Death to strap-ons, says Intel, yet thrusts its little AI stick into us all
Behold, the neural network gizmo Chipzilla will quietly kill in two years, like its wearables
Intel, having accepted the inevitable, has dropped out of the wearables and fitness band game, and canned the teams working on that strap-on tech.
Now it's shifted its attention to the next thing it will presumably quickly lose interest in: a USB stick for running machine-learning workloads.
Having read between the lines over the past six months, you'd have been forgiven for assuming Chipzilla had given up on the wearables market. Since around 2015, Intel has been going bonkers for smartwatches, health trackers, drones, toys, and similar gizmos – yet it hasn't really talked about them in what feels like ages.
The chip manufacturer had nothing to say this week when we asked it about the state of its so-called New Technologies Group, which oversaw the now-axed trendy tech. No positive comments. The final nail was hammered in the coffin yesterday when CNBC reported Intel had "laid off about 80 per cent of the team that made the Basis smartwatch in November, and has now eliminated the division entirely." Instead, the New Technologies Group will focus on the augmented reality fad, we're told.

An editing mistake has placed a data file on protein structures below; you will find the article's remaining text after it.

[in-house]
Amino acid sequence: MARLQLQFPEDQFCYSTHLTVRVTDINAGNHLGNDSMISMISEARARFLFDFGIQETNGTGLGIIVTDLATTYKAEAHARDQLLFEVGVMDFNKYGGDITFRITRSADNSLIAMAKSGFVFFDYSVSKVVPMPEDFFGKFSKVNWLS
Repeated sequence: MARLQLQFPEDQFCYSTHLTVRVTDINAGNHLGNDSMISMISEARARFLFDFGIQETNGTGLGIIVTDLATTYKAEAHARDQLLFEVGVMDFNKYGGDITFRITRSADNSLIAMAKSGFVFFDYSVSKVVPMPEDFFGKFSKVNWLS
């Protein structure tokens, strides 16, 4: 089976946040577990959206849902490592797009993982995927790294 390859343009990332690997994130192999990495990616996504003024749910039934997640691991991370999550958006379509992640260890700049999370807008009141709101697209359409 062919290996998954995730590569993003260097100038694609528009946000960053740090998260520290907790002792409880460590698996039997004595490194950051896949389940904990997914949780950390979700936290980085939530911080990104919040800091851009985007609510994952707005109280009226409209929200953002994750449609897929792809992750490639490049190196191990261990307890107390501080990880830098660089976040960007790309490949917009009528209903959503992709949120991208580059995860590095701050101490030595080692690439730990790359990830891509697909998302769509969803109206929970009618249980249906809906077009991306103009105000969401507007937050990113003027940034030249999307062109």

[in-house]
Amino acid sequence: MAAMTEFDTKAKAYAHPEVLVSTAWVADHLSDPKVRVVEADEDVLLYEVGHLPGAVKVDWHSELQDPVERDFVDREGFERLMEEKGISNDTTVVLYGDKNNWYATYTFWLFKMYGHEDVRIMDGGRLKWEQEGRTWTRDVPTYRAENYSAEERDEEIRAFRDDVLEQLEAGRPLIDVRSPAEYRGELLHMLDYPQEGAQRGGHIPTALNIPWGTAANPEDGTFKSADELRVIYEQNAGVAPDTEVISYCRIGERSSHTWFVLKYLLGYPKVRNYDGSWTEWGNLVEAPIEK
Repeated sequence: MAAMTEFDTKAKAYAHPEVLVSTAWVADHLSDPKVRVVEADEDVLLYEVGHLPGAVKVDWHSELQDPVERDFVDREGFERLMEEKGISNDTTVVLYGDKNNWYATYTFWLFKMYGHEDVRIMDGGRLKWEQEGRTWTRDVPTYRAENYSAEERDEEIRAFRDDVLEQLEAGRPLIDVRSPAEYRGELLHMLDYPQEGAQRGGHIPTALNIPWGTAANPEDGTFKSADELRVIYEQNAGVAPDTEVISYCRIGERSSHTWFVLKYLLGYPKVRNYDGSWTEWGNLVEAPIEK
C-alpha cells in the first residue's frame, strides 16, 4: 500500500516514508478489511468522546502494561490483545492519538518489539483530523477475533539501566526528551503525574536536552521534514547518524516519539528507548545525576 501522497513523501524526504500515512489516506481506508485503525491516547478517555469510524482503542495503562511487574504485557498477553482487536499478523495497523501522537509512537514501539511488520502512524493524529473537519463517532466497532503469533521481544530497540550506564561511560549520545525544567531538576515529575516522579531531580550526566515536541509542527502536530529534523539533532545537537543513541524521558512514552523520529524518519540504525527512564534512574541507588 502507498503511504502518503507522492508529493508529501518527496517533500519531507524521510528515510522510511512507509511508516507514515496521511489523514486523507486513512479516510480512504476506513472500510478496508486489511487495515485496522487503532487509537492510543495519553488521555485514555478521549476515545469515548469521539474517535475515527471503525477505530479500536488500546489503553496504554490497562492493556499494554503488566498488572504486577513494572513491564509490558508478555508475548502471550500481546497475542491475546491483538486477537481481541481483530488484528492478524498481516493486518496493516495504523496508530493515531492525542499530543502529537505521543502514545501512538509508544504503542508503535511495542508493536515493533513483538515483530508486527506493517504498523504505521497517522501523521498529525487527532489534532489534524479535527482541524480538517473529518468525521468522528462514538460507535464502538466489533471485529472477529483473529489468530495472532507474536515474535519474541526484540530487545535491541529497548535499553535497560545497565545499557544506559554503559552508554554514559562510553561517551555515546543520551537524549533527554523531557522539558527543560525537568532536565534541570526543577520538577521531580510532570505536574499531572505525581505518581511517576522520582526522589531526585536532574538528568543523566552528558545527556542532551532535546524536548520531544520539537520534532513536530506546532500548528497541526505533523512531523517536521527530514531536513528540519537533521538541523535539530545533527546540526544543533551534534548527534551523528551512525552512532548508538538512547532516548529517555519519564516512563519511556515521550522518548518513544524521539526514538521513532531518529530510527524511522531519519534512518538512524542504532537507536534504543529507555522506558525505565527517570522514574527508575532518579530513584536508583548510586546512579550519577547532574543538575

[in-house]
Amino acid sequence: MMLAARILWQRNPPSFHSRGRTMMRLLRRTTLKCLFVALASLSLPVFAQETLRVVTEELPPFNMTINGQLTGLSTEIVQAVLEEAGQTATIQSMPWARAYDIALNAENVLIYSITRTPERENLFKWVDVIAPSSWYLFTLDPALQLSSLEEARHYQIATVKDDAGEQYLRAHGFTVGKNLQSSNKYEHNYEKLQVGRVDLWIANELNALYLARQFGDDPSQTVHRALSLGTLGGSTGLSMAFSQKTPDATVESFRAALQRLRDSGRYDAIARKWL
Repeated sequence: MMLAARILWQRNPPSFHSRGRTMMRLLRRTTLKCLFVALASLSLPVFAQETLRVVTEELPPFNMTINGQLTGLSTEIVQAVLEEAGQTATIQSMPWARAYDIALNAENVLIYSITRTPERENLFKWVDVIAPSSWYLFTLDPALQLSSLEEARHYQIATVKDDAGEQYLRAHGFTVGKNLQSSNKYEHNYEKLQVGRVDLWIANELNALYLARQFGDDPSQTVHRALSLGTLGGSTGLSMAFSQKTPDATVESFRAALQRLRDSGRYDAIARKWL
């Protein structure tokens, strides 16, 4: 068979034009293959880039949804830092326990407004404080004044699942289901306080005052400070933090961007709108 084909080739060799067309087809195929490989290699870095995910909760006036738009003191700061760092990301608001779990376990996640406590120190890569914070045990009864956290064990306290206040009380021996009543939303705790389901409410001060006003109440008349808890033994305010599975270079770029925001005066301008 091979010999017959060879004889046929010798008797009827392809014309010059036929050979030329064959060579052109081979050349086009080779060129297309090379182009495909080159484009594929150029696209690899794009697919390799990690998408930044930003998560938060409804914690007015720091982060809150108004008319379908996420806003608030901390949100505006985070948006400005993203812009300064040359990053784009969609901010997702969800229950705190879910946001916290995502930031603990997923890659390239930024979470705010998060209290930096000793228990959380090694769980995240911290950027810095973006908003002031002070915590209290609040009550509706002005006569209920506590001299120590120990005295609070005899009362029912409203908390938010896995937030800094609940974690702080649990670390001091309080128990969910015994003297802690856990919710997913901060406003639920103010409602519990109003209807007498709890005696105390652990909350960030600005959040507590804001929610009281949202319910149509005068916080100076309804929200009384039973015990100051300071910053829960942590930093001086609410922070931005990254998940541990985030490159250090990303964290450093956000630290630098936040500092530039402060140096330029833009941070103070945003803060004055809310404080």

The Basis recall was sparked by complaints that the armbands were overheating to the point of injuring wearers. Rather than address the issue and relaunch Basis, Intel opted to recall and shut down the brand.
The move is part of a more worrying trend for Chipzilla in its battle against the ARM world. In the latter's push into both the server and PC markets, Intel positioned its Atom line as the answer to ARM and a challenger for the embedded and wearable spaces.
Having admitted defeat in those areas, it can be argued that Intel is now very much on the retreat in its ARMs war. Chipzilla has not only failed to keep the upstart out of its prime markets, but has also fallen short in taking the fight to ARM's own home turf.
Meanwhile, Intel wants everyone to pay attention to a USB stick it claims is the next big thing in AI. The "Movidius Neural Compute Stick" claims to offer a complete AI solution in the form of a $79 thumb drive.
"The Myriad 2 VPU housed inside the Movidius Neural Compute Stick provides powerful, yet efficient performance – more than 100 gigaflops of performance within a 1W power envelope – to run real-time deep neural networks directly from the device,” said Movidious VP Remi El-Ouazzane.
"This enables a wide range of AI applications to be deployed offline."
Intel plans to make the drive available at the Computer Vision and Pattern Recognition conference in Hawaii later this month. We anticipate its demise in 2018. ®